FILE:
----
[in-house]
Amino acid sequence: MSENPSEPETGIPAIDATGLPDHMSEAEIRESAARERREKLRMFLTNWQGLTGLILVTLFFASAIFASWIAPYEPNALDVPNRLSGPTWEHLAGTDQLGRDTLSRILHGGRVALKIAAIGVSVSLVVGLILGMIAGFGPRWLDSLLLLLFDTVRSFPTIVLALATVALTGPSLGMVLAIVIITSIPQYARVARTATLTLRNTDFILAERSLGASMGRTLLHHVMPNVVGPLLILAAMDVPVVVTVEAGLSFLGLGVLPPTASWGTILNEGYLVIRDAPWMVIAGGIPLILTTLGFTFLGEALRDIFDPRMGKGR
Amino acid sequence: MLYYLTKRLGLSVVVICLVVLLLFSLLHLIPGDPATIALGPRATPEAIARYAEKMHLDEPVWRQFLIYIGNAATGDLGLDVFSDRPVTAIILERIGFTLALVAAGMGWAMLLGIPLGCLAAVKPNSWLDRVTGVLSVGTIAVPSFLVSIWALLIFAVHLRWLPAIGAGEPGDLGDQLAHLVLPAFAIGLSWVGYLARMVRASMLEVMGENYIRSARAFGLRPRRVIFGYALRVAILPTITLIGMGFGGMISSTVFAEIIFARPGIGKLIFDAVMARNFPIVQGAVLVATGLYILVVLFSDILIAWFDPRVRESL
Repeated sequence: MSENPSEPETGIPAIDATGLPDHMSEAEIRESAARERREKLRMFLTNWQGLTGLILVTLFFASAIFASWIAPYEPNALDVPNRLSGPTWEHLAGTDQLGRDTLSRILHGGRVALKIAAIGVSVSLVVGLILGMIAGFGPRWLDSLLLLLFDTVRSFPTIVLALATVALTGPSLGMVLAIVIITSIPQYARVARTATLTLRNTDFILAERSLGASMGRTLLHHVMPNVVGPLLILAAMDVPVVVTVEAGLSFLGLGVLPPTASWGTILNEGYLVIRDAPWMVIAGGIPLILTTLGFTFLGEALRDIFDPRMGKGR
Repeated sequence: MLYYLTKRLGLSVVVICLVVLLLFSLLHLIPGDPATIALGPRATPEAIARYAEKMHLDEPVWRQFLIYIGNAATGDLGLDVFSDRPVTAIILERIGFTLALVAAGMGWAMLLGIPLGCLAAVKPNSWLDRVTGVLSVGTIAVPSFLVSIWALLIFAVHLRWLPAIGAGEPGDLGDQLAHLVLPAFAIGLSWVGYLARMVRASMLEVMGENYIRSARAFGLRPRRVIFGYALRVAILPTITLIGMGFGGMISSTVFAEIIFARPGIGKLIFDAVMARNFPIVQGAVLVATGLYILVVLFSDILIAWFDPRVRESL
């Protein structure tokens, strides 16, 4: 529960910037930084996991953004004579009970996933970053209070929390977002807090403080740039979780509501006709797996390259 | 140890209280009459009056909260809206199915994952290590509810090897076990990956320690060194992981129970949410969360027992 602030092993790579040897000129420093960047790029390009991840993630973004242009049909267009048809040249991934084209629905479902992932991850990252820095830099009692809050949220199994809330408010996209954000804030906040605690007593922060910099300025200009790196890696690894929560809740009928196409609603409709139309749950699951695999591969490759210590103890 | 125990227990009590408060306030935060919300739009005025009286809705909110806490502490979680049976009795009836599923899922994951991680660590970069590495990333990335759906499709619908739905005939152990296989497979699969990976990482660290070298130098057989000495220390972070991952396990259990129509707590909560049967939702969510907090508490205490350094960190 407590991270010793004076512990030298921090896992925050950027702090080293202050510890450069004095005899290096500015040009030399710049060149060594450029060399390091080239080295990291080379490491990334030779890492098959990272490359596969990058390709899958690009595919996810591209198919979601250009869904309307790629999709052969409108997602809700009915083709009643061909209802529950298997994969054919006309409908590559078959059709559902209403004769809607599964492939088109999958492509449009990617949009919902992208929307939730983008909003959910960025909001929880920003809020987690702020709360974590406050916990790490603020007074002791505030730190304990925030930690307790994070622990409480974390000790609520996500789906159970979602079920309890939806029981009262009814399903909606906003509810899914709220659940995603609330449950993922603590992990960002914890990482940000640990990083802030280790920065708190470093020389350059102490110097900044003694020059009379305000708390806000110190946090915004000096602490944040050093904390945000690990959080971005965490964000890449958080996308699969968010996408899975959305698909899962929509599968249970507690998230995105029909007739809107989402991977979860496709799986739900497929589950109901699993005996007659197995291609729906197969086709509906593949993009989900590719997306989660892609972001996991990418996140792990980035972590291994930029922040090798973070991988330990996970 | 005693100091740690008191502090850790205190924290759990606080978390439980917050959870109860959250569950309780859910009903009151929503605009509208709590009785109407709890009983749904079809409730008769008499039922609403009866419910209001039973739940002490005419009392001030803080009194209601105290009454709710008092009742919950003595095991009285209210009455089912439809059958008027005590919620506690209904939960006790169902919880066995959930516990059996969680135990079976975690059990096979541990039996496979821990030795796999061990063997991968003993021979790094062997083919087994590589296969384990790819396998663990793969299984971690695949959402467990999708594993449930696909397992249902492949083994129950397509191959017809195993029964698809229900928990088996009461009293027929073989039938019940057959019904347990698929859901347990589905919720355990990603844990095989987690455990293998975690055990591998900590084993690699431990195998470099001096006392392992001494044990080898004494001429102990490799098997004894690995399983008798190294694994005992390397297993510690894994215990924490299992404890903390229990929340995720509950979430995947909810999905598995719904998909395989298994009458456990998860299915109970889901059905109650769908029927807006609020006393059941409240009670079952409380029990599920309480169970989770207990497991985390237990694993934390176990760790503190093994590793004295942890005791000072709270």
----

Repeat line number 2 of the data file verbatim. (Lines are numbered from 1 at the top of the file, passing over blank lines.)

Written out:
Amino acid sequence: MSENPSEPETGIPAIDATGLPDHMSEAEIRESAARERREKLRMFLTNWQGLTGLILVTLFFASAIFASWIAPYEPNALDVPNRLSGPTWEHLAGTDQLGRDTLSRILHGGRVALKIAAIGVSVSLVVGLILGMIAGFGPRWLDSLLLLLFDTVRSFPTIVLALATVALTGPSLGMVLAIVIITSIPQYARVARTATLTLRNTDFILAERSLGASMGRTLLHHVMPNVVGPLLILAAMDVPVVVTVEAGLSFLGLGVLPPTASWGTILNEGYLVIRDAPWMVIAGGIPLILTTLGFTFLGEALRDIFDPRMGKGR